This afternoon, I was walking back to the westside from a meeting with a client on Park Avenue. While passing MoMA, I decided to stop in to renew my expired membership. It wasn’t crowded so I could do it fast. You know, back to work. And what a feel-good thing to do on a very cold, dreary winter day in February. I was just about to walk out of the museum to go on my way – to get back to work, but decided while I’m here I might as well take in an exhibit. The Marron Atrium on the second floor is always good for something special. And it will be fast. You know…back to work.
There was the exhibit by Wolfgang Laib called Pollen from Hazelnut. He collects pollen from various plants, stores it in jars and creates installations infusing a space with a yellow luminosity. This is the artist’s largest pollen installation to date, measuring approximately 18 x 21 feet. The hazelnut pollen that is used in this installation has been collected by Laib from the natural environment around his home and studio, in a small village in southern Germany, since the mid-1990s.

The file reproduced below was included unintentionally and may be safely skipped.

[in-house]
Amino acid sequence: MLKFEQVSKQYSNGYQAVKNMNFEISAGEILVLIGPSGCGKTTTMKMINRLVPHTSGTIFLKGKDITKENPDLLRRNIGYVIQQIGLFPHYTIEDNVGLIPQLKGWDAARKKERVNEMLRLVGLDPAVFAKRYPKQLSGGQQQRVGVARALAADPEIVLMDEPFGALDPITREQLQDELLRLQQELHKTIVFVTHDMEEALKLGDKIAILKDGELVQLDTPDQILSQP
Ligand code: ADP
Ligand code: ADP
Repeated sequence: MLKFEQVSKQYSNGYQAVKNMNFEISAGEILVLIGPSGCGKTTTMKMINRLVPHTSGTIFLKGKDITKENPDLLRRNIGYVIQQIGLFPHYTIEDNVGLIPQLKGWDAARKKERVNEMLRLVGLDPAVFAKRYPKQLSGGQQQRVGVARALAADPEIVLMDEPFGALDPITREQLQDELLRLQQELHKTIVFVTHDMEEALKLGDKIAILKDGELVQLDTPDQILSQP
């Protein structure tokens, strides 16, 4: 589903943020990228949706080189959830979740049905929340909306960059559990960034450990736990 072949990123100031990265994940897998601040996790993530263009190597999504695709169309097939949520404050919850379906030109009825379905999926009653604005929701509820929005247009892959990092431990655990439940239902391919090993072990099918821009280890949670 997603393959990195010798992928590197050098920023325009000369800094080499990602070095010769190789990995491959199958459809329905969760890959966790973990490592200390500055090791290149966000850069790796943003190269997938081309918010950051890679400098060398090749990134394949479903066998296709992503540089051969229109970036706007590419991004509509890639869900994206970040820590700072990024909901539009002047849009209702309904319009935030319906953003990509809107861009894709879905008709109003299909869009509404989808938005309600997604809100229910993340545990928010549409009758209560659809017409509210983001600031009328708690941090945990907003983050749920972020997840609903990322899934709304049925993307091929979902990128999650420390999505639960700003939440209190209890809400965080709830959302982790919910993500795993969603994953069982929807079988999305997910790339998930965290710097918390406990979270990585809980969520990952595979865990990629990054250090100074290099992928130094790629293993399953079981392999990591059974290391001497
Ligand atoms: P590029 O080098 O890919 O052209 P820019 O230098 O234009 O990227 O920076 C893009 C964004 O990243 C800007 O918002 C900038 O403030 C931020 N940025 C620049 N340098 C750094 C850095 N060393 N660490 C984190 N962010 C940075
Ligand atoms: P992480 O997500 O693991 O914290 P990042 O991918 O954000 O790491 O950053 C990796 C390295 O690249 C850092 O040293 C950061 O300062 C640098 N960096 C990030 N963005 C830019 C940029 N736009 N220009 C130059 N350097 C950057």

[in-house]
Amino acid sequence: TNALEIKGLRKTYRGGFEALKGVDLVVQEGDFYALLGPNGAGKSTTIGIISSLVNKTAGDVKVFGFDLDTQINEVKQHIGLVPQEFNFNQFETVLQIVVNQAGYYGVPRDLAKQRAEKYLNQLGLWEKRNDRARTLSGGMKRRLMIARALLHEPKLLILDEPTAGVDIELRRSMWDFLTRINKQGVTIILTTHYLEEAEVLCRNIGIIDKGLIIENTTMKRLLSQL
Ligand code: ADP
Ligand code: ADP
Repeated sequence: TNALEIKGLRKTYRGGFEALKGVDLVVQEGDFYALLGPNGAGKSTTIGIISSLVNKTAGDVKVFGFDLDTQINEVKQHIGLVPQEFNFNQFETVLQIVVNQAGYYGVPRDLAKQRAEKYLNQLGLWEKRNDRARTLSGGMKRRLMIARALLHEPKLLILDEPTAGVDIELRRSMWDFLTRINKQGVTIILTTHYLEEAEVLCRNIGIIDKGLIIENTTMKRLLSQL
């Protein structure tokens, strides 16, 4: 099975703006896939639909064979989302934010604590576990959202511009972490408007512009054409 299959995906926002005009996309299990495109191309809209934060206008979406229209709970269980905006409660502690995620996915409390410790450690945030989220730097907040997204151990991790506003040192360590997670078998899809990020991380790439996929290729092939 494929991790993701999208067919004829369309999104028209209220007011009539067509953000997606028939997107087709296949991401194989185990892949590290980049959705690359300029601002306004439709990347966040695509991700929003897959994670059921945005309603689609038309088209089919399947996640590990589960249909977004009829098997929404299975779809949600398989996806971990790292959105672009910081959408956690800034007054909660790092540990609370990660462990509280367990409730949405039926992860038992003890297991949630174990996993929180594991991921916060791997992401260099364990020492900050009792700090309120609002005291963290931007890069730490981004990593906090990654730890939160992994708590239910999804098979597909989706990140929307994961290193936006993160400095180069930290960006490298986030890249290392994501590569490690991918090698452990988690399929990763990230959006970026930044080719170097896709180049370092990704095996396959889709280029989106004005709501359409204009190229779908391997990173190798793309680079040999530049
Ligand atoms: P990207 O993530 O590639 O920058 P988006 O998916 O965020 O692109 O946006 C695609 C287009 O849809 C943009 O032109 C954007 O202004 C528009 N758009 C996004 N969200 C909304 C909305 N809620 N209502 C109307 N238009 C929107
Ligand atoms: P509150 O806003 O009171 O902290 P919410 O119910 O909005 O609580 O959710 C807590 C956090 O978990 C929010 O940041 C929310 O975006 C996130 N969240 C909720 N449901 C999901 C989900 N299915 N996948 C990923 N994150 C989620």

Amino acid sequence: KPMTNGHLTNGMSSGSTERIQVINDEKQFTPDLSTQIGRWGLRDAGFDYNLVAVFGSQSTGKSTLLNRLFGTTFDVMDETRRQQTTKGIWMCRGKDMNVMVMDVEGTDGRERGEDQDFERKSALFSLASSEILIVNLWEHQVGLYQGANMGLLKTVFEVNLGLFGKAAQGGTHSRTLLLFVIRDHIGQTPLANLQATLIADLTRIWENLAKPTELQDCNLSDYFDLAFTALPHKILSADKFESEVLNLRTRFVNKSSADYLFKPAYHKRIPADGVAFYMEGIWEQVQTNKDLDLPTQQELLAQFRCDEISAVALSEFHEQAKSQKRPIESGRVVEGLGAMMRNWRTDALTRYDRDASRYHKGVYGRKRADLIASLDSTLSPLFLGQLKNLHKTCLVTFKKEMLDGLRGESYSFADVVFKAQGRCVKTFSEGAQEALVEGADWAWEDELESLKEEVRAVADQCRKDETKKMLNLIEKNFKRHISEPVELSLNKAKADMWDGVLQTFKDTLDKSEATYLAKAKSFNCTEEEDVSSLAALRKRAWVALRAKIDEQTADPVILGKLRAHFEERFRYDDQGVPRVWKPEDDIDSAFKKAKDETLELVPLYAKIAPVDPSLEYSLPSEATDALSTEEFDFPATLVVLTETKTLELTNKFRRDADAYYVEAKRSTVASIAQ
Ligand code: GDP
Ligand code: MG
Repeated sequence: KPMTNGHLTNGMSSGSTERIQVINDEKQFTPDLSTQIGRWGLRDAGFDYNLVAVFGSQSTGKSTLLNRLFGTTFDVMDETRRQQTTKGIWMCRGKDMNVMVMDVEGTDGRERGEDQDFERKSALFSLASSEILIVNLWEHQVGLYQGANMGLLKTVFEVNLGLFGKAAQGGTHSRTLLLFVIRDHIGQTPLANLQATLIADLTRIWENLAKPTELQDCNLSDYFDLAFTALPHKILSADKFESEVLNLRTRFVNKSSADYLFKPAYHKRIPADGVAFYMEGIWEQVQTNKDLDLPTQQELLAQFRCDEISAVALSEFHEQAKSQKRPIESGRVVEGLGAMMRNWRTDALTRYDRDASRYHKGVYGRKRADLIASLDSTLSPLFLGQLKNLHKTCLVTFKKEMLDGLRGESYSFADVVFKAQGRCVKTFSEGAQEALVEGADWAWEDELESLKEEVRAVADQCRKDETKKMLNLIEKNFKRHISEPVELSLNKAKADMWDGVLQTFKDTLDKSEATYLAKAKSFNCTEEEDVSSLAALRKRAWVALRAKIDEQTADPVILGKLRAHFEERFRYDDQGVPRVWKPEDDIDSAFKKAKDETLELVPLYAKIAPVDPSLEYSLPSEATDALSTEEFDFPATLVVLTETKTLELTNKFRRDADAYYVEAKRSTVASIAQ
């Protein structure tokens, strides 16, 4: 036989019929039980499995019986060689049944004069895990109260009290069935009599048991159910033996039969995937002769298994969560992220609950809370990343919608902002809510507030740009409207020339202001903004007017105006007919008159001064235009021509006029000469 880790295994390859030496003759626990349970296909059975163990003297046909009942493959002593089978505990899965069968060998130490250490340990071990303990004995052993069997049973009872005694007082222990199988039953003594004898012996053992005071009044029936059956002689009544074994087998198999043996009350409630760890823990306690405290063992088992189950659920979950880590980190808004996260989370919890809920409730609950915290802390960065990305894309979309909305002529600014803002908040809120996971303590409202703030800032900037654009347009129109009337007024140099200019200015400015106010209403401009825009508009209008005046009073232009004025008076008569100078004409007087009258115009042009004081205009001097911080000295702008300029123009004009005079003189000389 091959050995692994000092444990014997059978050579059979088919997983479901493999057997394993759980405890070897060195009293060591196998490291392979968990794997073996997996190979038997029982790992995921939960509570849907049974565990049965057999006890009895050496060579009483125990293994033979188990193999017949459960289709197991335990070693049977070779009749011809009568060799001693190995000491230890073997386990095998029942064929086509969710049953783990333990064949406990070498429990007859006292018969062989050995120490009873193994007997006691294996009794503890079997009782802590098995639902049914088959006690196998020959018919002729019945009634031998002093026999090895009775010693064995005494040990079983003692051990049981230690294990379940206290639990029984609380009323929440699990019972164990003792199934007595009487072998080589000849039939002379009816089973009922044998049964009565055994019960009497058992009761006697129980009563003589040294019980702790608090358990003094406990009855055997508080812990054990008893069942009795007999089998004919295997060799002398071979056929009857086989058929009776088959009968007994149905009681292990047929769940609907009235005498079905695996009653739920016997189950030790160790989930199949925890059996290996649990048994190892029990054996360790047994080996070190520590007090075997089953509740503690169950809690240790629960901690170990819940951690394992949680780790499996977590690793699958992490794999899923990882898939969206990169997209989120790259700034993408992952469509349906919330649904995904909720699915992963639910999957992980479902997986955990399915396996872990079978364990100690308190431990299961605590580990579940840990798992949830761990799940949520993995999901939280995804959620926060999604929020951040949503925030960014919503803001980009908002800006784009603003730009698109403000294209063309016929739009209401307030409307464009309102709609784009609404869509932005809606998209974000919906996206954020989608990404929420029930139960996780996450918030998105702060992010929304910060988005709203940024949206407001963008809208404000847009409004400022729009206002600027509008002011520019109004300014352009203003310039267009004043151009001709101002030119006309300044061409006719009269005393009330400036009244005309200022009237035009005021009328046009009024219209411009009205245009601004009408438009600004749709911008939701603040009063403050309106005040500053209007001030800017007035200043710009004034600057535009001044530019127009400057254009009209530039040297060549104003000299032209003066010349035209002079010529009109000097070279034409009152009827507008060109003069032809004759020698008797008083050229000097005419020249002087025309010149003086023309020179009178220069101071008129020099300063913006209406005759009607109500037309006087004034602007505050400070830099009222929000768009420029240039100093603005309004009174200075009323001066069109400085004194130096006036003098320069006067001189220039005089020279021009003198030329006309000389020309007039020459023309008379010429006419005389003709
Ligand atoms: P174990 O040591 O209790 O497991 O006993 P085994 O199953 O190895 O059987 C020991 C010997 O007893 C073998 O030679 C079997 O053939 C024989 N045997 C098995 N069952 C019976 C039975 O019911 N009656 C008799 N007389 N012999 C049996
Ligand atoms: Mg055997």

And then, I did something uncharacteristic of me – I stopped to watch the short film of the artist talking about his work. I am in awe. Here is the heart burst part: OK, I practice “being” rather than “doing” – yet this artist has chosen this work of taking all the time it needs. It is painstaking. It keeps him in the beauty of nature. He explains that when he was a medical student and a doctor, all he saw was pain, sickness and dying. As an artist, he collects pollen because it represents the inception of life. BOOM. Heart burst.
I walked home with an expansiveness – that kind I get when I experience great art.
Here is the short film from the exhibit. Take the time to enjoy.